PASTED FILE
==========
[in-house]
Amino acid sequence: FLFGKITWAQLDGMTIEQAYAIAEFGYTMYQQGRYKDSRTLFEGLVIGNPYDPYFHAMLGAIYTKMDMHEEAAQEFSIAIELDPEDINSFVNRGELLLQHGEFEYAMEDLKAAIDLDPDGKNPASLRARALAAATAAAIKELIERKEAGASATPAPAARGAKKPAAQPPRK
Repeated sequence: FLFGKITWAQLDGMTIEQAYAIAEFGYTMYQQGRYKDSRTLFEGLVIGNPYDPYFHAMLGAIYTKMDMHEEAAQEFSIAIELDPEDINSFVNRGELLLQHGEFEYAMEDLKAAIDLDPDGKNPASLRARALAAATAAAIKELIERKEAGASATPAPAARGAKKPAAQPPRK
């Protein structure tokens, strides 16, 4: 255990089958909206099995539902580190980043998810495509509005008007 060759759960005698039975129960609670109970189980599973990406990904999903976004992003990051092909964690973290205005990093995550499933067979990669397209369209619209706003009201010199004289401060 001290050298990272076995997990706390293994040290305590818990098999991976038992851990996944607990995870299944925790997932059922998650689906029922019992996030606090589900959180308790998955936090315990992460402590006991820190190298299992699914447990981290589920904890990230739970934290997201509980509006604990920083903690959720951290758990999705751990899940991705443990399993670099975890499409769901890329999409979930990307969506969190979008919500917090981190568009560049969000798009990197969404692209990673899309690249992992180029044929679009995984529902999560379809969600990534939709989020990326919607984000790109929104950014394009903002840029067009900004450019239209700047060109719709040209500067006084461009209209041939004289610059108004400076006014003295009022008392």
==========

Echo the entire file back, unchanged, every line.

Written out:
[in-house]
Amino acid sequence: FLFGKITWAQLDGMTIEQAYAIAEFGYTMYQQGRYKDSRTLFEGLVIGNPYDPYFHAMLGAIYTKMDMHEEAAQEFSIAIELDPEDINSFVNRGELLLQHGEFEYAMEDLKAAIDLDPDGKNPASLRARALAAATAAAIKELIERKEAGASATPAPAARGAKKPAAQPPRK
Repeated sequence: FLFGKITWAQLDGMTIEQAYAIAEFGYTMYQQGRYKDSRTLFEGLVIGNPYDPYFHAMLGAIYTKMDMHEEAAQEFSIAIELDPEDINSFVNRGELLLQHGEFEYAMEDLKAAIDLDPDGKNPASLRARALAAATAAAIKELIERKEAGASATPAPAARGAKKPAAQPPRK
């Protein structure tokens, strides 16, 4: 255990089958909206099995539902580190980043998810495509509005008007 060759759960005698039975129960609670109970189980599973990406990904999903976004992003990051092909964690973290205005990093995550499933067979990669397209369209619209706003009201010199004289401060 001290050298990272076995997990706390293994040290305590818990098999991976038992851990996944607990995870299944925790997932059922998650689906029922019992996030606090589900959180308790998955936090315990992460402590006991820190190298299992699914447990981290589920904890990230739970934290997201509980509006604990920083903690959720951290758990999705751990899940991705443990399993670099975890499409769901890329999409979930990307969506969190979008919500917090981190568009560049969000798009990197969404692209990673899309690249992992180029044929679009995984529902999560379809969600990534939709989020990326919607984000790109929104950014394009903002840029067009900004450019239209700047060109719709040209500067006084461009209209041939004289610059108004400076006014003295009022008392």